Depression, one of the most devastating mental illnesses, is rarely talked about openly and its diagnosis is often made harder by the difficulty of describing its symptoms. It is characterized by changes in subjective experience that cannot easily be explained by traditional psychiatric or scientific terms. However, there is a new hypothesis that suggests depression is an altered state of consciousness, which could offer insights into better diagnosing this condition.
We all dream, and many of us experience nightmares; this reveals a connection between consciousness and emotional states. In similar fashion, our everyday consciousness exists in a sequence of dynamic and ever-shifting states we call “moods”. Fluctuations in mood can lead to intense sensations of sadness or joy. Over longer periods, fluctuations in mood can result in sustained changes in our consciousness—such as depression.
Depression has its own unique characteristics which can be identified if we view it as an altered state. For instance, during periods of depression, the individual might feel less energy than usual, and experience lack of focus and concentration. Additionally, other cognitive articles can be noticed such as disrupted sleep patterns and unusual attention spans. Most commonly, deep feelings of hopelessness will emerge.
Interestingly, research has also revealed that certain types of emotions can induce an altered state. Intense feelings of despair, words of anticipatory defeat, and what psychologists term ‘cognitive distortions’ can all affect the depressed person’s conscious reality and ultimately their ability to cope with everyday life. These feelings can cause an interference in normal thought processes and a distorted sense of reality.
Thus, the evidence demonstrates that depression is a complex series of alterations to one's consciousness. It is important that we understand it as such, in order to better diagnose it. To do so, developing an objective diagnostic tool is paramount. This could be based on measurements such as activity in particular areas of the brain, heart rate, and respiration. It would build upon the pioneering work that has already been done linking emotional states and physical measures.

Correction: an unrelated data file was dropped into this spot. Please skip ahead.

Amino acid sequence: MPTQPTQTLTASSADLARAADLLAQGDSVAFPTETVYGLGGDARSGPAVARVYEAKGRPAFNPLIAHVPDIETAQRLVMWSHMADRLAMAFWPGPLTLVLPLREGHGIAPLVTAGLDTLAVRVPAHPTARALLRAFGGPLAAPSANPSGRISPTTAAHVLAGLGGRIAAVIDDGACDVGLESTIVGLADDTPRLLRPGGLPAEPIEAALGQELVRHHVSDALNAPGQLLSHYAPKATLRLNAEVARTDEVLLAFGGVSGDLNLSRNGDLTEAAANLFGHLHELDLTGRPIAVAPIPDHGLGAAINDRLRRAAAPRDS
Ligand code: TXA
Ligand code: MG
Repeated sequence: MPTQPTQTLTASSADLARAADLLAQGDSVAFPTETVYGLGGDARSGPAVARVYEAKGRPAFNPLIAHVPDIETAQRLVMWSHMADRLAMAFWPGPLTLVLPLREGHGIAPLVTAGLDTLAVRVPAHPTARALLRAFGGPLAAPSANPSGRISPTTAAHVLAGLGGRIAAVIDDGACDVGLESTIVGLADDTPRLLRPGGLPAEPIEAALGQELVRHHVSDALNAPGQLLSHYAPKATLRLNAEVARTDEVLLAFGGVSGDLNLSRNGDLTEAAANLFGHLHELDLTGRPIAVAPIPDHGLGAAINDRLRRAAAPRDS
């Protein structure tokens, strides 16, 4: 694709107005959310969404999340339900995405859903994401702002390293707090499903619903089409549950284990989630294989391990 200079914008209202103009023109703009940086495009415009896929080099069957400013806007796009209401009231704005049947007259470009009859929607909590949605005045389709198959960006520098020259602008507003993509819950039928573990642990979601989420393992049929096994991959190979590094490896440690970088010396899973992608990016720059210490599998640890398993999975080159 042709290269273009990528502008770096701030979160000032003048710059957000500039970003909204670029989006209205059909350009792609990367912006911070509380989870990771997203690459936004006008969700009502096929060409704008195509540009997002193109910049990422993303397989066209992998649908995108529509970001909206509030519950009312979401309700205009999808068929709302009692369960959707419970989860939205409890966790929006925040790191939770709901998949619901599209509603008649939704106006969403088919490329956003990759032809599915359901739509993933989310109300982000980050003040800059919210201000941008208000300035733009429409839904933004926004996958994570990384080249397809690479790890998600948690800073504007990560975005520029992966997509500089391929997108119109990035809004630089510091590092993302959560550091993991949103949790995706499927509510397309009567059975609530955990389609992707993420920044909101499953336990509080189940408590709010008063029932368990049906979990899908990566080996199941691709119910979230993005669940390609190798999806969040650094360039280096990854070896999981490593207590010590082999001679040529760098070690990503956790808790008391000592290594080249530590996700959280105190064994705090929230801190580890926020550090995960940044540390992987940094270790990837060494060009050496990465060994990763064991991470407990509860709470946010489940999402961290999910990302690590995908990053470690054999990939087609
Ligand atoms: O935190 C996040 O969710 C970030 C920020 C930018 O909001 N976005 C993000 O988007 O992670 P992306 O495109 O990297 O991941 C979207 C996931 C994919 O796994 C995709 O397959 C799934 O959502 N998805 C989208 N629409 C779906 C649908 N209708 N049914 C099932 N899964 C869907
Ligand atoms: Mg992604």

Furthermore, given the dynamic nature of consciousness, it is possible that depression might respond well to treatments that focus on shifting the patient’s state – such as meditation, yoga, and mindfulness. Interventions such as these have been suggested before, but they were always lacking reliable ways of assessing success or confirming changes in consciousness. That may no longer be the case: we now have new tools such as EEGs and MRI scans to identify and track even subtle changes in the brain.
The hope is that identifying depression as a natural altered state of consciousness will further our understanding of the illness and inform more effective treatment programs. Diagnosing depression accurately could reduce the stigma surrounding the illness and bring medical professionals closer to finding solutions for the millions who suffer from it.